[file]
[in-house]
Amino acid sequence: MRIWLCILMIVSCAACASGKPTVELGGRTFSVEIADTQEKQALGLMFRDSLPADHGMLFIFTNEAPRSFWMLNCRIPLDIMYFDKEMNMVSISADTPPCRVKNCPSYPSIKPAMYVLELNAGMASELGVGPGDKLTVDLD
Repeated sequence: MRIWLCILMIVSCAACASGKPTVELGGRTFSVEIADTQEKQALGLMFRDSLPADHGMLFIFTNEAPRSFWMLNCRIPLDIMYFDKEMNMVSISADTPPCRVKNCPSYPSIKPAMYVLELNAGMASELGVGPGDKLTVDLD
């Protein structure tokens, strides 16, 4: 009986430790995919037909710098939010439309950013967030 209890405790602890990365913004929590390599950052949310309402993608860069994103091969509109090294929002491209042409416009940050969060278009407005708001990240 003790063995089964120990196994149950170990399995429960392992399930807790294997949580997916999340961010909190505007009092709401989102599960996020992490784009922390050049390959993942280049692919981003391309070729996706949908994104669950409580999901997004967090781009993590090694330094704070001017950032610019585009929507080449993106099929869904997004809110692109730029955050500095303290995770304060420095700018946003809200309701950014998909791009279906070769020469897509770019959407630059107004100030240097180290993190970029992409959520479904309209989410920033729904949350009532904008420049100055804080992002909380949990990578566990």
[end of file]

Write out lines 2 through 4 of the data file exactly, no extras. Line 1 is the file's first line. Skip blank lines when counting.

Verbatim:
Amino acid sequence: MRIWLCILMIVSCAACASGKPTVELGGRTFSVEIADTQEKQALGLMFRDSLPADHGMLFIFTNEAPRSFWMLNCRIPLDIMYFDKEMNMVSISADTPPCRVKNCPSYPSIKPAMYVLELNAGMASELGVGPGDKLTVDLD
Repeated sequence: MRIWLCILMIVSCAACASGKPTVELGGRTFSVEIADTQEKQALGLMFRDSLPADHGMLFIFTNEAPRSFWMLNCRIPLDIMYFDKEMNMVSISADTPPCRVKNCPSYPSIKPAMYVLELNAGMASELGVGPGDKLTVDLD
């Protein structure tokens, strides 16, 4: 009986430790995919037909710098939010439309950013967030 209890405790602890990365913004929590390599950052949310309402993608860069994103091969509109090294929002491209042409416009940050969060278009407005708001990240 003790063995089964120990196994149950170990399995429960392992399930807790294997949580997916999340961010909190505007009092709401989102599960996020992490784009922390050049390959993942280049692919981003391309070729996706949908994104669950409580999901997004967090781009993590090694330094704070001017950032610019585009929507080449993106099929869904997004809110692109730029955050500095303290995770304060420095700018946003809200309701950014998909791009279906070769020469897509770019959407630059107004100030240097180290993190970029992409959520479904309209989410920033729904949350009532904008420049100055804080992002909380949990990578566990």